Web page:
Urban’s Double Chocolate Milk Stout Flan

Amongst other things, my Tribal Brother, Grant Goltz is a brewer of some renown. Every year at StringFest, the annual gathering of our music, lutherie, arts, and local tribes in Hackensack, Minnesota, (just ‘Hack’ if you’re a hip local), there are endless cold kegs of his stuff on tap.

This year, he handed me a cup of syrupy, dark stuff and said, ‘try this!’ It was a seven year old double chocolate milk stout, with chocolate nibs and lactose (milk sugar) included in the brewing process. This stuff was amazing, with dense layers of coffee and chocolate notes within.

Lissa King, ‘the Martha Stewart of Northern Minnesota’, (which is bullshit – she’s way better than Stewart), took some home and made cake and cupcakes with it – those showed up the next night for dessert, and were stunning, indeed.

I immediately thought of flan when I tasted it, and came up with this recipe, which I wrote, refined, and tested on everybody Sunday night – it blew us all away. It’s got fresh stout in the caramel, reduced stout in the body of the flan, and the color, taste and scent are knockout punches. Try making this with your favorite stout, and let me know how it goes.

Urban’s Double Chocolate Milk Stout Flan

For the Caramel

2/3 cup Bakers Sugar

1/3 Cup Reduced Stout

2 finger Pinch fine Salt

For the Custard

4 Large Eggs

2 Egg Yolks

1 1/2 Cups Whole Milk

1 Cup Heavy Cream

1/2 Cup Bakers Sugar

1 Cup of Stout (reduced to 1/2 cup – see below)

1 teaspoon Vanilla Paste (or 1 Tablespoon Extract, or 1/2 scraped Bean)

1/2 teaspoon fine Salt

Open and pour your chosen Stout, then let it sit while you work through prep (to kill off some of the carbonation).

Add 1 cup of Stout to a heavy sauce pan over medium heat. Reduce to a bare simmer when the stout starts to boil, and simmer until the volume is reduced by half. Remove from heat and transfer to a small bowl or cup to cool.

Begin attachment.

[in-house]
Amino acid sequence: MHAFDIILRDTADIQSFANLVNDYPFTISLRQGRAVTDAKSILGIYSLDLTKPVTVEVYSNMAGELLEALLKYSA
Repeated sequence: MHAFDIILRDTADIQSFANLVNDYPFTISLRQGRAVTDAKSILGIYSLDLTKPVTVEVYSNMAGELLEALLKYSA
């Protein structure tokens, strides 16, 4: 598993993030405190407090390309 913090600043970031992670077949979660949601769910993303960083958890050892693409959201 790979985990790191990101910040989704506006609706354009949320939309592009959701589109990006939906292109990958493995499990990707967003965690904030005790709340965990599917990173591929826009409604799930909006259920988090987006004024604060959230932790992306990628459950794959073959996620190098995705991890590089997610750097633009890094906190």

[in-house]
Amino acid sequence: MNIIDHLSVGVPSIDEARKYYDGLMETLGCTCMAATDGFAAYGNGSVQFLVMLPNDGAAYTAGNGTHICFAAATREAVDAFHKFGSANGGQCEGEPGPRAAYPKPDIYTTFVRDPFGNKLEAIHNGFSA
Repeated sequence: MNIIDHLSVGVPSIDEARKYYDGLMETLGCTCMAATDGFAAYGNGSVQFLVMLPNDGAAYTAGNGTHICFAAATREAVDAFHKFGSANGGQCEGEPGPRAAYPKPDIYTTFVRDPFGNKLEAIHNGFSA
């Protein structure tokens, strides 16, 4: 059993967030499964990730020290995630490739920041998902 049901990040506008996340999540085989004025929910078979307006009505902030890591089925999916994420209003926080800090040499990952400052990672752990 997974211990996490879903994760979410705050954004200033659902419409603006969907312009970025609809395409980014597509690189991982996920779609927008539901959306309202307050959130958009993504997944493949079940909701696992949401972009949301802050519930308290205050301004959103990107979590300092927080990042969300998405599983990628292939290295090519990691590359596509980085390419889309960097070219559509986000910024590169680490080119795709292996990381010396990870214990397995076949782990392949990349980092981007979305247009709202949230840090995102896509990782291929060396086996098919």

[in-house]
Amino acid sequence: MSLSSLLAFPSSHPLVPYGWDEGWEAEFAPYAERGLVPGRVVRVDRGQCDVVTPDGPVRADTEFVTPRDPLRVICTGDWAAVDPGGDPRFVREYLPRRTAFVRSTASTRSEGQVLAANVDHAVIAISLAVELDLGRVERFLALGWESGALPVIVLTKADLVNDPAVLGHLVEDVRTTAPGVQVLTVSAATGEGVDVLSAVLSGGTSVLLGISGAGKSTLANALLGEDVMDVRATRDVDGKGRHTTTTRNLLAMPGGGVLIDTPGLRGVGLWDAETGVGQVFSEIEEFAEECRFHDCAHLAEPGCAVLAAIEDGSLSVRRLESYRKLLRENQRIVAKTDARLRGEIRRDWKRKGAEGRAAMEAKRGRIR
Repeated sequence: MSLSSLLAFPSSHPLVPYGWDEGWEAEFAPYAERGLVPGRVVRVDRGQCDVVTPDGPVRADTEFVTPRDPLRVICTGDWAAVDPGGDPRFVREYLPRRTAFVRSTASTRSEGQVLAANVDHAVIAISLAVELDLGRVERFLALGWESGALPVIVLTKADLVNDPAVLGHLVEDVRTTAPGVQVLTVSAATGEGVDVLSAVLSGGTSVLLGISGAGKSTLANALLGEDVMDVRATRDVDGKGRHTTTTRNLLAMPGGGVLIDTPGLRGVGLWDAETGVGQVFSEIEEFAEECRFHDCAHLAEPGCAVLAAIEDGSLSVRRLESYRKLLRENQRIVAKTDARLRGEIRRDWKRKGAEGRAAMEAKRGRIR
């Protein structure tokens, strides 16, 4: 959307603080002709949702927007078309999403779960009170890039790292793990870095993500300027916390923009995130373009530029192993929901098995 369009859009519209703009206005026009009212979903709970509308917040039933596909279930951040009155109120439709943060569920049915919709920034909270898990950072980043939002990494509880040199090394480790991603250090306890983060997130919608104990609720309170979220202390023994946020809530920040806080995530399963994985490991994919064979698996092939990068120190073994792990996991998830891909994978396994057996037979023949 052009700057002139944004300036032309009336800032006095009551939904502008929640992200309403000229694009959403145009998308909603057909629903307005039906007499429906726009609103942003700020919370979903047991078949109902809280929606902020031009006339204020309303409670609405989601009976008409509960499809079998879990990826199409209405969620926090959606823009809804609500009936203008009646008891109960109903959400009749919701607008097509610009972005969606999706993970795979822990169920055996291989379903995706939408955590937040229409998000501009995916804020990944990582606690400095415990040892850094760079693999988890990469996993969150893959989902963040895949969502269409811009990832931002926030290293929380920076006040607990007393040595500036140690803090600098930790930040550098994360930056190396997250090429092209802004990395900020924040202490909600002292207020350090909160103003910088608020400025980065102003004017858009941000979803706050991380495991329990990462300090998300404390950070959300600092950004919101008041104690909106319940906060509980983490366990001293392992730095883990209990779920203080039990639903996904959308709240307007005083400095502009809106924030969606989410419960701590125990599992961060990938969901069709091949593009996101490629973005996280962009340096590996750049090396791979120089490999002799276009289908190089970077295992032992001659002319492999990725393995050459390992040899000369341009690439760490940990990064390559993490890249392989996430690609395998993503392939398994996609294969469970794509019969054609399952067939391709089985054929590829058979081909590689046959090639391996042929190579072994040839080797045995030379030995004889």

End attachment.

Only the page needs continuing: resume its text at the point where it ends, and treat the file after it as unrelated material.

Pull a 8” or 9” cake pan, or six 3” ramekins, plus something big enough to act as a water bath for whatever you’ve chosen to bake in – a big roasting pan on braiser works great for that.

In a heavy saucepan over medium heat, combine milk, cream, and sugar – whisk to thoroughly incorporate, then scald, (heat only until tiny bubbles start to form at the edge of the mixture) – Remove from heat, pour into a large mixing bowl and allow to cool.

In a large mixing bowl, combine eggs, yolks, vanilla, and reduced stout – whisk to incorporate.

Add cooled milk and sugar blend to the egg blend, and process with a stick blender until thoroughly incorporated, about 1 minute.

Preheat oven to 350° F and set a rack in the middle position.
Check the height of your baking pan versus the water bath vessel, then add enough water to the bath so that water level will sit about 3/4 way up your baking pan. Slide the pan onto the middle rack.

In a heavy saucepan over medium low heat, add 2/3 cup sugar and 1/3 cup of unreduced stout. Stir to thoroughly combine and continue stirring until the sugar is completely dissolved.

Continue to stir steadily, until the caramel starts to brown, about 3-5 minutes.

NOTE – Using stout instead of water means there’s a lot more stuff in the mix for the sugar to react with as it heats up. This blend will foam aggressively, and keep doing so – So you must lift the pan from the heat and stir constantly until the foaming subsides.

Keep the pan close enough to not lose heat, but far enough away that foaming is minimal – if you don’t, you’ll get molten sugar boiling out of the pan, which is not good at all.

Reduce heat to low and continue simmering and stirring constantly until the caramel is golden brown, about another 1-2 minutes.

Remove caramel from heat and carefully pour into your pan or ramekins, then gently swirl the pan to evenly coat the bottom. Set the pan aside.

Whisk the custard base to confirm that everything is still fully incorporated.

Fill your pan or ramekins with the custard mix to within about 1/2” of the top, then cover and seal tightly with metal foil.

Carefully transfer filled pan or ramekins to the water bath vessel.

Bake at 350° F for 35 minutes.

Open the oven and check the flan by giving the pan or ramekins a gentle shake – you should get a little shimmy in the middle, but overall it should be quite firm. If you need to go another 5 minutes or so, that’s A-OK.

Very carefully slide the rack out and gently remove your pan or ramekins to a cooling rack – allow the flan to cool for 30 minutes, then refrigerate for at least 4 hours and up to overnight.

When you’re ready to serve, run a butter knife around the edge of the pan, cover with a plate sized larger than the top of the pan or ramekins, and carefully flip the whole deal over. Slowly pull the pan or ramekins and viola – you’ve got a stunningly good dessert.